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Facial Hair Friday: Movember

These men all have mustaches—and it's not even for charity. It's because mustaches were cool in 1898. (Staff and Line Officers, 2nd Regiment Oregon Volunteer Infantry. Greely Collection., ca. 1898)

It’s the most wonderful time of the year! No, I don’t mean the frenzied season of gift-giving. I’m talking about November, the month when several of your friends who have maintained clean-shaven faces suddenly begin to grow mustaches. If you love facial hair, this is your time.

Yes, it’s Movember! The month when men grow mustaches to raise awareness and funds for prostate cancer.

Now, this is a noble cause, and “I’m growing it to fight cancer” will certainly be a silencing response to people saying things like “The 1970s called and they want their mustaches back.” But we would like to make a case for you to keep that sub-nose hair after November 30. After all, the mustache does not just belong to cheesy 70s flicks.

We often feature Civil War–era facial hair, but mustaches do not have to be outrageous Albion Howe–style affairs. Many famous American men sported a well-groomed mustache. So in case you may want to consider keeping yours after November 30, we’ve assemble some inspirational mustaches below.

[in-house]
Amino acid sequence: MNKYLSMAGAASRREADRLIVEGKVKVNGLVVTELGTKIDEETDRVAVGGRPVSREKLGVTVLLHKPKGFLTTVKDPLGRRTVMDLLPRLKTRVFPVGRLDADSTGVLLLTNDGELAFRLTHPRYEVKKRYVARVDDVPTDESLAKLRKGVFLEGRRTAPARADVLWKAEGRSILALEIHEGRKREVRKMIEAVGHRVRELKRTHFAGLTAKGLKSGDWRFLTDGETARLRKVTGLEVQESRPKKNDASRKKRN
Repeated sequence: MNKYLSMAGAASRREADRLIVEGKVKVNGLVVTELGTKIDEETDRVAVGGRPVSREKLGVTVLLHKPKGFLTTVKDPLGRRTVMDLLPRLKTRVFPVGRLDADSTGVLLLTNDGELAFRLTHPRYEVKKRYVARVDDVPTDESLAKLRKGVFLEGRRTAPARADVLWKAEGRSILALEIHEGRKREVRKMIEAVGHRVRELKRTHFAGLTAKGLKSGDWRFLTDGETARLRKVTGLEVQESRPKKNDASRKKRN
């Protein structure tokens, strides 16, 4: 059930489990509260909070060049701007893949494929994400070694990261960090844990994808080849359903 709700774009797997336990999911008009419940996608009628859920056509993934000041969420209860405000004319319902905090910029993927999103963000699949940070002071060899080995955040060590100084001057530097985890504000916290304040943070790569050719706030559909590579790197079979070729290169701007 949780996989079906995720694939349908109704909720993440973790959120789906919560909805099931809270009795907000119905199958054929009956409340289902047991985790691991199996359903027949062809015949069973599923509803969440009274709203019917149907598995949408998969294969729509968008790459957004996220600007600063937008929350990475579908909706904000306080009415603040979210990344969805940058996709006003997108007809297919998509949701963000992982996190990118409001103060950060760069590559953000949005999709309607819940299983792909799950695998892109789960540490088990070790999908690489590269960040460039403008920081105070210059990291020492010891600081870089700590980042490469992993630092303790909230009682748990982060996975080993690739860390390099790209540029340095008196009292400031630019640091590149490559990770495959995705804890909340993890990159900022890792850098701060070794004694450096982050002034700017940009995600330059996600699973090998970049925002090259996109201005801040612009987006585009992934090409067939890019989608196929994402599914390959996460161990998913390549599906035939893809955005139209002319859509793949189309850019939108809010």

Now when people ask why you are still growing that ‘stache on December 1, you can say you are stealing the style of one of the men below.

Good luck and good mustaching!

President Theodore Roosevelt had a mustache while he was in office. He started growing his mustache early: here he is as a colonel in the 1st Cavalry, U.S. Volunteers, ca. 1898. (ARC 530951)

Sure, Edgar A. Poe had some personal troubles, but his mustache adds to his air of melancholy. You may want to consider this style if you hope to be remembered for your writing long after your death. (ARC 528345)

Grover Cleveland is the only man to have served two non-consecutive terms as President. His mustache is a good example of detracting attention away from a slightly oddball name like "Grover." (ARC 518139)

Gen. George A. Custer is a rather controversial figure, mostly remembered for his defeat and death at the Battle of Little Bighorn, but he was a successful leader for the Union Army during the Civil War. While he almost always had a mustache, he did change the styling over it over the years. A bold choice for those who like to spark vigorous debates about history. (ARC 528637).

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